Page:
Oncologist-approved cancer information from the American Society of Clinical Oncology
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Buildup of Fluid or Lymphedema

This section has been reviewed and approved by the Cancer.Net Editorial Board, 1/2014


Lymphedema is the abnormal buildup of fluid in soft tissue due to a blockage in the lymphatic system. The lymphatic system helps fight infection and other diseases by carrying lymph (a colorless fluid containing white blood cells) throughout the body using a network of vessels (thin tubes). Small glands called lymph nodes filter bacteria and other harmful substances out of this fluid. However, when the lymph nodes are removed or damaged, lymphatic fluid collects in the surrounding tissues, causing them to swell.

Most often, lymphedema affects the arms and legs, particularly in patients treated for breast or genitourinary cancers (cancers that affect the urinary tract, bladder, kidneys, prostate, testicles and penis). However, lymphedema can also occur in other parts of the body, including the head and neck. For people receiving cancer treatment to the head and neck region, the neck is the most common site of lymphedema, but it may also develop below the chin, in the face, and, less often, inside the mouth.

Types of lymphedema

Lymphedema may be acute (short-term) or chronic (long-term). Acute lymphedema usually develops a few days or weeks after treatment (such as radiation therapy or surgery) and lasts less than six months. As the body heals and normal lymph fluid flow resumes, the swelling usually goes away. Chronic lymphedema occurs when the lymphatic system changes and can no longer meet the body's demands for fluid drainage. This may happen immediately after surgery or radiation therapy or may occur months or even years after cancer treatment has ended.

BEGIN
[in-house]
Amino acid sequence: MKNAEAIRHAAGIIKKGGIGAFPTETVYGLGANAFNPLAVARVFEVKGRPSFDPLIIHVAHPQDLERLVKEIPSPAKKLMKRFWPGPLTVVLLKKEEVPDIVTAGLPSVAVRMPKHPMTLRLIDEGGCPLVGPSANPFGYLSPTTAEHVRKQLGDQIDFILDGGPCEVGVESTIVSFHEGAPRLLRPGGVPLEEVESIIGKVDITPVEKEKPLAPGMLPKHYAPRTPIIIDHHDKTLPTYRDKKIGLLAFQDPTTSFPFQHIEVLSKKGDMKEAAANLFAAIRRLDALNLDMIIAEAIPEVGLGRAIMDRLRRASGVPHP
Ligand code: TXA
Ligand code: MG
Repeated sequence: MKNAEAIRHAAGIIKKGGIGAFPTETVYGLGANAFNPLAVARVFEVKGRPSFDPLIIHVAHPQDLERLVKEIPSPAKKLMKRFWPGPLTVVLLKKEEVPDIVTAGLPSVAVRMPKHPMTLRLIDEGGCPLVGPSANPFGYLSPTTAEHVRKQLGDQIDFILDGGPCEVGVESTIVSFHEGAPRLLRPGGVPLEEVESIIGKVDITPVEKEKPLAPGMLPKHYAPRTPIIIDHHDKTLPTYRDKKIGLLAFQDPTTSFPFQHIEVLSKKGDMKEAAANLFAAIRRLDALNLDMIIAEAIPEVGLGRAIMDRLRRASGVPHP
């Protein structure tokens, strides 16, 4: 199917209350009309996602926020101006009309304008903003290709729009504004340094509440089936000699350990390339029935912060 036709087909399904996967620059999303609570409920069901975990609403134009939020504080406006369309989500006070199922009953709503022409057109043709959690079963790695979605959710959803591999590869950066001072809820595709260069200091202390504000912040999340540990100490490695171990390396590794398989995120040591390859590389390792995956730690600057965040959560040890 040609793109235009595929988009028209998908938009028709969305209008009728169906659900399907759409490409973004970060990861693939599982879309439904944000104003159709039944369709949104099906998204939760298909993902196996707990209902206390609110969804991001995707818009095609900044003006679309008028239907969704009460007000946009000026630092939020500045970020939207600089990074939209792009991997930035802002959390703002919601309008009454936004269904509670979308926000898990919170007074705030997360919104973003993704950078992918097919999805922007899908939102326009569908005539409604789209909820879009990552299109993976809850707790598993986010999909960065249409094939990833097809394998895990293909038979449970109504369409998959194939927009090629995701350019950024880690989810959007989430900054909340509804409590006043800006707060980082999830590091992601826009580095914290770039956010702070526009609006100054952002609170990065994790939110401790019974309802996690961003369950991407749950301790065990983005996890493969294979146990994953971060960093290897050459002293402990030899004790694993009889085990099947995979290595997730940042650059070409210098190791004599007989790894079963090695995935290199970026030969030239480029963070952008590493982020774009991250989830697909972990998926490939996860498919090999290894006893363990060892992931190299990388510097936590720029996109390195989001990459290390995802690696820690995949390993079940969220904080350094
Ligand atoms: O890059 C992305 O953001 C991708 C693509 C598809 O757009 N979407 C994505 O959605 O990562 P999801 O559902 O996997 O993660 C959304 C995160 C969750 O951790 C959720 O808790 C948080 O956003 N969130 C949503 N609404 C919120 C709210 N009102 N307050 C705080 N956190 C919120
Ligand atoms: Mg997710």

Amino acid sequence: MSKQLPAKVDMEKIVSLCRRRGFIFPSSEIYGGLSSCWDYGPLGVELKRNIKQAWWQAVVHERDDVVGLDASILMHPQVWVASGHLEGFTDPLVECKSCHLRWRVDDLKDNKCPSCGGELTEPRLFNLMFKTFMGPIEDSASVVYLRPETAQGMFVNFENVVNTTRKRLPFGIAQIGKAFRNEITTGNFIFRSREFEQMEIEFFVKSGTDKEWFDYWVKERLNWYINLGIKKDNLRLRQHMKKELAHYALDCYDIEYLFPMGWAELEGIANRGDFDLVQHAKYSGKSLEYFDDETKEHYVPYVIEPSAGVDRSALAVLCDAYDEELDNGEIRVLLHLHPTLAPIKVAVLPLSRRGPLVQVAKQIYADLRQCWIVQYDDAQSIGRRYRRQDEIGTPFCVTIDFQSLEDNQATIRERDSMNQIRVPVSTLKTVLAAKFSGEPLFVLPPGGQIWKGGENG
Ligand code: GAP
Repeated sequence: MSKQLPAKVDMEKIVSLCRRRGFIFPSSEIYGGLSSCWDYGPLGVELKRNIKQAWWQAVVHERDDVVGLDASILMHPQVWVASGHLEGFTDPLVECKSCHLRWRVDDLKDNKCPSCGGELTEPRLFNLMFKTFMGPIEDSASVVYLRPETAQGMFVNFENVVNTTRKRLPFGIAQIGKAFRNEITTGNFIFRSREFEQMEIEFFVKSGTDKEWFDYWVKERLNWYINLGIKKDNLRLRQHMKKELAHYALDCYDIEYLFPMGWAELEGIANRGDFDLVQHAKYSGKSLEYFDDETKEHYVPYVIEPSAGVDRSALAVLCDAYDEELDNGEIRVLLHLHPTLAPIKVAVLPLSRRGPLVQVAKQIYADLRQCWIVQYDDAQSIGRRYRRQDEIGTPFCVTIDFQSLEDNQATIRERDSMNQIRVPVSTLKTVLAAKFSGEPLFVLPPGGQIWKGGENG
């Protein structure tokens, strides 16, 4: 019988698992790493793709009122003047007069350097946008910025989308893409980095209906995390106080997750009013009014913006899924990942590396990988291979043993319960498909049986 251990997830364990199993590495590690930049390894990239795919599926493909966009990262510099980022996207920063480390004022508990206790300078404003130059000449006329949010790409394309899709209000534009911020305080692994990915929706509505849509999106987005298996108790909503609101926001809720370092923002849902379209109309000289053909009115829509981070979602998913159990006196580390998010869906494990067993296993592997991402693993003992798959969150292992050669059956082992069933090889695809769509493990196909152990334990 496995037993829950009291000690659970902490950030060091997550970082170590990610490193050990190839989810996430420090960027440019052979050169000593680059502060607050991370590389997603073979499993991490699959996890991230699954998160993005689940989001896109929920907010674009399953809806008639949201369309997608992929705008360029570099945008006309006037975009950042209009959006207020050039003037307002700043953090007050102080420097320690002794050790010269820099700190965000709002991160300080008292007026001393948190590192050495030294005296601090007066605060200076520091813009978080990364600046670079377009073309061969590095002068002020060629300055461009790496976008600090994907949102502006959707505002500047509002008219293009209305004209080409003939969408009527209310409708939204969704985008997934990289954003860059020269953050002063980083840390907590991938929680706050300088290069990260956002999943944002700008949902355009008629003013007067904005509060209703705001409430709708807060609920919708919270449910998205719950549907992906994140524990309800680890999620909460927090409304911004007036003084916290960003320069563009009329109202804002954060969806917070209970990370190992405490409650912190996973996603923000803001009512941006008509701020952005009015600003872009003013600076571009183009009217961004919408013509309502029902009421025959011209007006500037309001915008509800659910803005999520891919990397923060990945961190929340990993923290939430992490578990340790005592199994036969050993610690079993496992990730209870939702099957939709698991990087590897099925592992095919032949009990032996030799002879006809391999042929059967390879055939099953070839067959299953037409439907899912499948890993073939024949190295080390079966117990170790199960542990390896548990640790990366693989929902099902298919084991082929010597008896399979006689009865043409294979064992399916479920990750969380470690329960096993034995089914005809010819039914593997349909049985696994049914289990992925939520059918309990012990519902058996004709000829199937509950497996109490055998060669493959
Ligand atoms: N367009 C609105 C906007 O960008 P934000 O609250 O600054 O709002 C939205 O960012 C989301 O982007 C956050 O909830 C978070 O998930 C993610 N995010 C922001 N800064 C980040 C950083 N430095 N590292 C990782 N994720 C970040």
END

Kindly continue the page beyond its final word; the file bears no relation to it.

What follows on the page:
People with lymphedema in an arm or leg may experience the following symptoms:

  • Slow, painless swelling that begins in the hands or feet and progresses toward the trunk (middle of the body)
  • "Heavy" feeling in the arm or leg
  • Weakness or decreased flexibility
  • Rings, watches, or clothes that become too tight
  • Discomfort or pain
  • Tight, shiny, warm, or red skin
  • Skin that does not indent at all when pressed, or hardened skin
  • Hyperkeratosis (thicker skin)